Walking the Dalmeny Estate

Once upon a time I came up with Thirty Things to do when I’m Thirty.

And despite the fact these thirty things never make an appearance on this here blog, I have in all actuality completed a good number of them.

Well, like half.

So it’s time I play a little catch up.

Today:

Walk five miles of country road

~~~~~~~

There are two great things about living in a super old, pocket-sized city.

One is the fact that everything is piled up on top of each other. Buildings and venues were repurposed, reused and reimagined around here long before it was vogue. Veterinary surgical theatres become concert venues, swimming pools become studios, and schools (“for fatherless children”) become art museums. It’s urban recycling at its finest.

The other wonderful thing about somewhere so small is the easy access to countryside and waterfront. From the train station by my house, it is 6 minutes on the train and a short walk to a pretty little seaside village. Perfect for Sunday afternoons (especially in the days before we could tootle about with Ollie).

Well one fine day last spring, we took said train to Dalmeny station and instead of going down to the village, we walked further up the coast to an old manor house (now part cafe-part museum in the summer months, with the garden converted into a golf course).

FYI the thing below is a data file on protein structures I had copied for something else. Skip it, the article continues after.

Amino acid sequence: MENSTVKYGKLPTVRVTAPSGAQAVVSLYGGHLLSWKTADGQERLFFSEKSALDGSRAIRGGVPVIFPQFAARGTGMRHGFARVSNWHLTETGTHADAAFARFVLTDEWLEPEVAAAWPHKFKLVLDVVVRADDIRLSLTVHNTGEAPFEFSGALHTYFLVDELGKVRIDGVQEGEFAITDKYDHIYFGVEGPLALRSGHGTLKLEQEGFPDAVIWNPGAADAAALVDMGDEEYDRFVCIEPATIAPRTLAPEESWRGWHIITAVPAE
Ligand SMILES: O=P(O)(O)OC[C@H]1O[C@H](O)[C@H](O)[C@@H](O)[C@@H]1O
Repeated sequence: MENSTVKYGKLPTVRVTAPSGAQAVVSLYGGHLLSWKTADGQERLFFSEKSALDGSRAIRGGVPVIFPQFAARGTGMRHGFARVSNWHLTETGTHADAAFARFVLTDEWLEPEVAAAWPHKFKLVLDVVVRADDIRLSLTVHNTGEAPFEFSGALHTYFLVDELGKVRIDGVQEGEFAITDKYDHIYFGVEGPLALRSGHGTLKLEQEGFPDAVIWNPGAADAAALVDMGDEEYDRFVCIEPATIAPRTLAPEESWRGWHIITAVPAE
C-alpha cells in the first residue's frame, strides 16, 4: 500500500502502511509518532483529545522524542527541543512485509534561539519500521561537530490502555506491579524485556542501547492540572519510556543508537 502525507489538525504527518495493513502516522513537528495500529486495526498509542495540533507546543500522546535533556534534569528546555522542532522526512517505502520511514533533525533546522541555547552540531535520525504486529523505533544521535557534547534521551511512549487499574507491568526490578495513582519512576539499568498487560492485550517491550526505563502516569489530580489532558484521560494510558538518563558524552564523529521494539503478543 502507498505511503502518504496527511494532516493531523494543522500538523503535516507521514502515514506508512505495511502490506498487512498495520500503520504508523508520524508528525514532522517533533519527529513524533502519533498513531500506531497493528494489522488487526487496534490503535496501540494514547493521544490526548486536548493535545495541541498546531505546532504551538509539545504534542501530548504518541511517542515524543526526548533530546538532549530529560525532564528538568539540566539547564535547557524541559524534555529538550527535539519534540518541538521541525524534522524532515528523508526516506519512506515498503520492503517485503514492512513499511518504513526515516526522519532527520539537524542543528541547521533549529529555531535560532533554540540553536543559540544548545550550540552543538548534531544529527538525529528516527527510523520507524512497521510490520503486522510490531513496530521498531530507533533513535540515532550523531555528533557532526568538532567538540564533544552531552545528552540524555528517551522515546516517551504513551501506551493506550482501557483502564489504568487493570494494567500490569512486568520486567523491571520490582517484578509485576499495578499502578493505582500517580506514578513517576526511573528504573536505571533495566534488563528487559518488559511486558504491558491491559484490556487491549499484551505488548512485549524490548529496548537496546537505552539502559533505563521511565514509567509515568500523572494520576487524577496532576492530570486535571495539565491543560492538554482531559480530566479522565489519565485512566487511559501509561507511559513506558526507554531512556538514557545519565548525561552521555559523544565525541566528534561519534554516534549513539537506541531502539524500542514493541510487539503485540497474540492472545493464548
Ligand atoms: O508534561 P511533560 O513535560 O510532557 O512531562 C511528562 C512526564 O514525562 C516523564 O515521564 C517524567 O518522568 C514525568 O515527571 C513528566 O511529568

It’s a quiet little spot, and since its private estate between the road and the shore, it’s almost always deserted, excepting the occasional thwick from the tee.

It’s terribly quaint. The lawn has a tiny bit of seashell-strewn private beach at one end, and forest and lakes along the other. As it’s part of the shoreline walking and cycle network, it’s free to roam as long as you stay out of the way, and rather lovely to boot.

We wandered up the main drive, past the pastures of sheep and ponds full of ducks, to picnic on the shore, have a gander at old Barnbougle Castle, and then mosey home through the woods.

 

Unless we get distracted hunting for seaside detritus. Then a castle in the distance is nothing to the pibbly rocks beneath our feet.

~~~~~~~

We’ve been back several times since. Now we can drive though, we just park at the cafe parking round the house, but I must admit the journey does lose some of the charm.

If nothing else, that gratifying first glimpse of the sea as you climb the final rolling pasture is always something special. And, in our nerdy world, it’s always nice to get a glimpse of the Forth Rail Bridge as you pass the village too.

I certainly plan on walking it again.  And since it’s not well marked or sign posted for pedestrians, I went and made a little map. You know, in case you were ever in this neck of the woods and keen to see it for yourself.

Plus, Google maps assures me it is 5.67miles round trip through these meadows and valleys.

Check, and check.

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Comments
One Response to “Walking the Dalmeny Estate”
  1. Rupert Neil Bumfrey (@rupertbu) says:

    This must be the 21st century, a woman created map which makes sense, must rank alongside Newton and apples! 😉

    Like

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